Friday, January 13, 2012

Halfway to the East


Halfway to the East / Marusya Bociurkiw
Vancouver: Lazara Press, c1999.
90 p.

This is a collection of poems which takes the author's sense of disconnection, both as a child of Ukrainian immigrants and a lesbian in an unwelcoming setting, and transforms it into resonant art.

The first sections of the book "I Hear them Singing All the Time" and "Eternal Memory" deal mainly with issues of Ukrainian heritage. Her grandmother (Baba), born in Ukraine, is a dominating figure in these poems -- her wish to return to her homeland, her loss of her own family and her language play a part in the way the poems are shaped. Baba tries to hold on to traditions, making pysanky as a family activity, and baking Easter bread to be blessed at church. She recommends that the narrator stay home next year and make her own bread to take to church... "less trouble dat way".

Bociurkiw's own sense of loss of family and heritage is revealed in the next section of the book, "Strange Fruit", as some of these same themes are revisited in light of her identity as a lesbian. The shunning that occurs when Baba realizes what it means is sharp and painful; the few lines in which Bociurkiw's brother phones her to tell her not to come home for Easter were wrenching. Baba's helpful suggestion to 'stay home next year' begins to take on unintended meaning.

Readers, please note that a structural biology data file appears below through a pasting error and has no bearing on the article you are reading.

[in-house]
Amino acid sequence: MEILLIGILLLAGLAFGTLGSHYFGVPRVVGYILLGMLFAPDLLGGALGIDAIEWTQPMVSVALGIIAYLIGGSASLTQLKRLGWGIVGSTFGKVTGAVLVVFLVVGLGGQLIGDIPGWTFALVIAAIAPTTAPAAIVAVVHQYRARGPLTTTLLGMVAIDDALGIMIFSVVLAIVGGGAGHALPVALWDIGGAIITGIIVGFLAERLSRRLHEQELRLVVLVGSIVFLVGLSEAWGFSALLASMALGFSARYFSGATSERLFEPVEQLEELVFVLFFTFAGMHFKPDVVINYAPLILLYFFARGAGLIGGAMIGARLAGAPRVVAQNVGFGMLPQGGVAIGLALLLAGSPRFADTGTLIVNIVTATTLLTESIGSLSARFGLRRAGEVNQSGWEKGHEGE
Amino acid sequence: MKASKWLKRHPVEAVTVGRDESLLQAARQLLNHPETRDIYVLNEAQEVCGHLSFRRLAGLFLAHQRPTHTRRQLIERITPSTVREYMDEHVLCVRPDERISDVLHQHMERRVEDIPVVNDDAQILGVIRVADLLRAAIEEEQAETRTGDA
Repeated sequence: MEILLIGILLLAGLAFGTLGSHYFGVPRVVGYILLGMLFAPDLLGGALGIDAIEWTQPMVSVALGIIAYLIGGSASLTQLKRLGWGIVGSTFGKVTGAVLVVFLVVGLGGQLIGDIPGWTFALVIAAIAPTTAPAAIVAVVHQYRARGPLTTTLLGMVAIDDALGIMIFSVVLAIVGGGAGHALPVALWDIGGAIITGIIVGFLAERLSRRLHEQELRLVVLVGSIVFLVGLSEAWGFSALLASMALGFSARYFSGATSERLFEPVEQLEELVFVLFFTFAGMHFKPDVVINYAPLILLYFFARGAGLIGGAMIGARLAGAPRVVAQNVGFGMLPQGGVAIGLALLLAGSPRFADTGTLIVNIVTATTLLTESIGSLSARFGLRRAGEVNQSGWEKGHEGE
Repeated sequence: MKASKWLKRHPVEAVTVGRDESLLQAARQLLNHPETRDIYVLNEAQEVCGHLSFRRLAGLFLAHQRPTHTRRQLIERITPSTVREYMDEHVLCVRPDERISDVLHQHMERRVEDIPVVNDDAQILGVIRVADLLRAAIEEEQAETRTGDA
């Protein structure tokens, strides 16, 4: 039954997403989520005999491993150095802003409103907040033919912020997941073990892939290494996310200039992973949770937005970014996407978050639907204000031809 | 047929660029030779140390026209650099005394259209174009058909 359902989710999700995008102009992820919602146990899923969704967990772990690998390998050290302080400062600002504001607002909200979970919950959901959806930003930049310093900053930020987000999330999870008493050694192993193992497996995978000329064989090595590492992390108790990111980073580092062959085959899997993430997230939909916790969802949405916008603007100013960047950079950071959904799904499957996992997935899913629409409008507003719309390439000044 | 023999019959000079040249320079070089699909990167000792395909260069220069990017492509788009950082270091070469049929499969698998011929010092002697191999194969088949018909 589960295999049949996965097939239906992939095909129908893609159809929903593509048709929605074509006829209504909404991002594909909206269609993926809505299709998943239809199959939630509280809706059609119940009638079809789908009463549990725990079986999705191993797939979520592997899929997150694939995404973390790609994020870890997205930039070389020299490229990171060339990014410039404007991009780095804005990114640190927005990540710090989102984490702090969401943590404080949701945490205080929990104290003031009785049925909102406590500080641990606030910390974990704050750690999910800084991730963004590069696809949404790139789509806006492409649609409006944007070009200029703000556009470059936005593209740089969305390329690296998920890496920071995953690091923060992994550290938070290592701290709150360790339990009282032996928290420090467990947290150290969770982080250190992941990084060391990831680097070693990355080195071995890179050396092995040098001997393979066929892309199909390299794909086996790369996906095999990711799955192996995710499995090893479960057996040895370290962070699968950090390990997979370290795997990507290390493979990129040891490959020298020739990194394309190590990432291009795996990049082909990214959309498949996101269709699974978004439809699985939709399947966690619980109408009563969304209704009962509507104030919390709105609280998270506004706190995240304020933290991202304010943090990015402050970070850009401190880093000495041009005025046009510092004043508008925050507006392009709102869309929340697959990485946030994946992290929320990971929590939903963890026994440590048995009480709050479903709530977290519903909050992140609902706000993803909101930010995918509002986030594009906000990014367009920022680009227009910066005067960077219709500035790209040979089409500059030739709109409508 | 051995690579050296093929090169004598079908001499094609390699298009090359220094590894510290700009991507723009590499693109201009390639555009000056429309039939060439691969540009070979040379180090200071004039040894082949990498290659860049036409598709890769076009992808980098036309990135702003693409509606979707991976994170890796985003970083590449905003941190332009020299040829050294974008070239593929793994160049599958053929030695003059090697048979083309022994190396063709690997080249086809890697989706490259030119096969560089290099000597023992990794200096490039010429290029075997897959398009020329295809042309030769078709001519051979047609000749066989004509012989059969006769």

The last section of the book, "Anything to do with Roads", seems to be to tie everything together. In these poems, Ukrainian-ness and sexual identity seem to merge to become issues in one whole life. The image of roads and travel weave throughout this section, whether focusing on Ukrainian memory or on Bociurkiw's sense of always being at different points on a journey through life. There are poems relating long drives at Christmas, at the height of summer, across America or even walks down a city street, in which all of Bociurkiw's concerns seem to meld. The poetry is peppered with Ukrainian words, with Baba's own voice in stilted English, and it evokes a complex picture of a grandmother both known and unknown. Perhaps because of my own roots as a Prairie girl with Ukrainian background, I could clearly envision Baba and her surroundings. But the images are strong and yet multilayered enough to appeal to any reader, I think.

This was an unusual read, with similar themes to the novel I read by this author last year, The Children of Mary. The language is clear yet evocative of place, and I will close with just one example of an image that snagged my imagination:

Now sleep is the train you take back to the old country
a life flashing past in blurred window frames
sleep your rehearsal for death
your last immigration....

~from Eternal Memory



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For this year's Canadian Book Challenge I've chosen as my theme "Small-Press-Palooza" Thus, for each book I'm including a link to the small press who has published it. Take a look -- there are wonderful small presses all over Canada!


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